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anger even alienate. Shared with others, emotions unite
as we see we aren't alone. We realize others weep with us."
~Susan Wittig Albert

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~CJ/Todd Dierdorff

Friday, June 20, 2014

REMF's: by Tom Peck

105mm casings during second battle for Khe Sanh
We had REMF's (Rear Echelon Mother F**kers) that had no clue what it was like in the bush.

If you look at a few of the pictures on Facebook, you will see that the rear bases and cities were in no way like what a lot of us had to put up with.

We didn't have hot food every day, or showers, clean clothes, USO shows, mail, movies, BX, alcohol, soda, or candy. We were lucky to get once a week, once a month, depending on the Branch of Service, Army, or Marines (which I was).

We were almost always on the move looking for the VC, or stock piles, or rocket launch sites, or pushing them into a blocking force, after clearing village after village, or hamlet, mile after mile daily. Rarely did we see what they called the rear. We called it the Battalion Area. I can only remember being in the rear two times, possibly three, in seven months.

One time proved fatal for guys in a tent barracks two down from us. They were collecting all the ammunition from the time in the bush: grenades, claymores, bullets, laws (rockets), everything. Someone triggered something and killed and wounded a lot of guys. It was a mess outside. The tent was almost gone.

These are the things you remember, not the things like showers, shows, and BXs. You remember all the lives lost due to accidental discharge, because it could have been your own on one or two occasions. It was only for the fact that I moved, that another's life was lost instead.

You remember your own artillery coming in short and almost killing you, but not any VIP, for there weren't any. You remember inept officers and the stupid actions of those around you and wonder how you remained alive.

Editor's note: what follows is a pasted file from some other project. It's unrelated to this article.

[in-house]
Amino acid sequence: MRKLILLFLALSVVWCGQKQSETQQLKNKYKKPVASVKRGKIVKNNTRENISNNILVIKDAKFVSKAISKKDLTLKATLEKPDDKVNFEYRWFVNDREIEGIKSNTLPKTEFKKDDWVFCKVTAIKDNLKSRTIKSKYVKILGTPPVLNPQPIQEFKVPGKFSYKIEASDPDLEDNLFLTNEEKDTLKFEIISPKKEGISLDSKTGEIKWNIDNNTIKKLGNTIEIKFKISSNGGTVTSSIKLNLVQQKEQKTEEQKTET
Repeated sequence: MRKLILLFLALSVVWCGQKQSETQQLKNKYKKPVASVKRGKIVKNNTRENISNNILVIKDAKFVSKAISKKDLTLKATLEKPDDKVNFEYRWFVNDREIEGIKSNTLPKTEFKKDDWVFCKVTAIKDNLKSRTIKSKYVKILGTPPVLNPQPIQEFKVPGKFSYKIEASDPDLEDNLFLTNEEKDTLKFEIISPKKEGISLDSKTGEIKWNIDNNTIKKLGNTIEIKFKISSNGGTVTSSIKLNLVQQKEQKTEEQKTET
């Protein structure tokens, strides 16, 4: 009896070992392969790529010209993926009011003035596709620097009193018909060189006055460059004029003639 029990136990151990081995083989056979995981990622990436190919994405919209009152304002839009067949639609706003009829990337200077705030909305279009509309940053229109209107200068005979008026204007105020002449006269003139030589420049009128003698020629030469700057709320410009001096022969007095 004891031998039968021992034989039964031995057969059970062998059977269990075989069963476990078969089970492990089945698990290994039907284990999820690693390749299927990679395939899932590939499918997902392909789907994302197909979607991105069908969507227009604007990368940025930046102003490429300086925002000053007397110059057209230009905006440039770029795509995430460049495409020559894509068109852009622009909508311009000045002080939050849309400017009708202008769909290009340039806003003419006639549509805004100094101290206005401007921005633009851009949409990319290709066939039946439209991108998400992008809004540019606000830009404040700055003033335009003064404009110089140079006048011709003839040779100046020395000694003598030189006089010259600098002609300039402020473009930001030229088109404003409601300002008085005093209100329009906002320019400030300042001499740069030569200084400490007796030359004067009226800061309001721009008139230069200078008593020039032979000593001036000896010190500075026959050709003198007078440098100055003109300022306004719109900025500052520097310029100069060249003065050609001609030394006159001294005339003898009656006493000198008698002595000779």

You read about the horrors others faced and you asked yourself, "Why was I so lucky?" and I was compared to thousands of others, compared to 58,000 plus, compared to MIAs, and compared to POWs.

Was it Worth it?
My wounds in no way were as serious, or traumatic, as those who fought in Hue, La Drang, Khe Shan, Hamburger Hill, or the LLRPs, or Snipers, or Huey Pilots. My wounds were from a booby trap, not by a bullet, or firefight, or ambush.

There are so many brave warriors that went unrecognized, due to bureaucratic jealousy, vindictiveness, revenge, false bravery on the part of those handling the paperwork, even Superiors who knew no combat at all. Bravery was denied on many, many, many occasions, falsely claimed by those who showed none.

I don't know how this all will be interpreted, but these are my opinions, my views, my thoughts about those who were short-changed so long ago, who died to prove a point that proved fruitless and meanless.

It was strategy for a future battle that ended up costing lives and wounded, and for what? To just give back the ground soaked in blood, sweat, tears, and lives? Not just once, but several times? This, by those disassociated with the Realities of Combat and the Sacrifices We Made Daily, following asinine orders by REMFs, who looked at a map, listened to a Radio, but couldn't face Reality,

They were there in the rear, not being shot at, not sacrificing anything, but words. What is their futility, their death wish, their epitaph? It wasn't their family's door that would be knocked on. What decoration would they award to themselves for the sacrifices they didn't make? Can you understand how some will perceive my views?

I don't believe it's time to move on. There are still between 1500 to 2300 -- if not more -- unaccounted for MIAs ...

Tom Peck
USMC Vietnam
January-August '69
WIA 28 July "69

“I am only one, but I am one. I can't do everything, but I can do something. The something I ought to do, I can do, and by the grace of God, I will.” ~Everett Hale

Do you have an opinion, or a comment, you would like to share about this post? Click on the comment button.


  1. Every combat veteran such as Tom P. has their own "view" in regards to the REMF's. It has been the same in every war whereas it takes "x" number of men or women to support a soldier in the field. The REMF's are a necessity of any war and will continue to be so.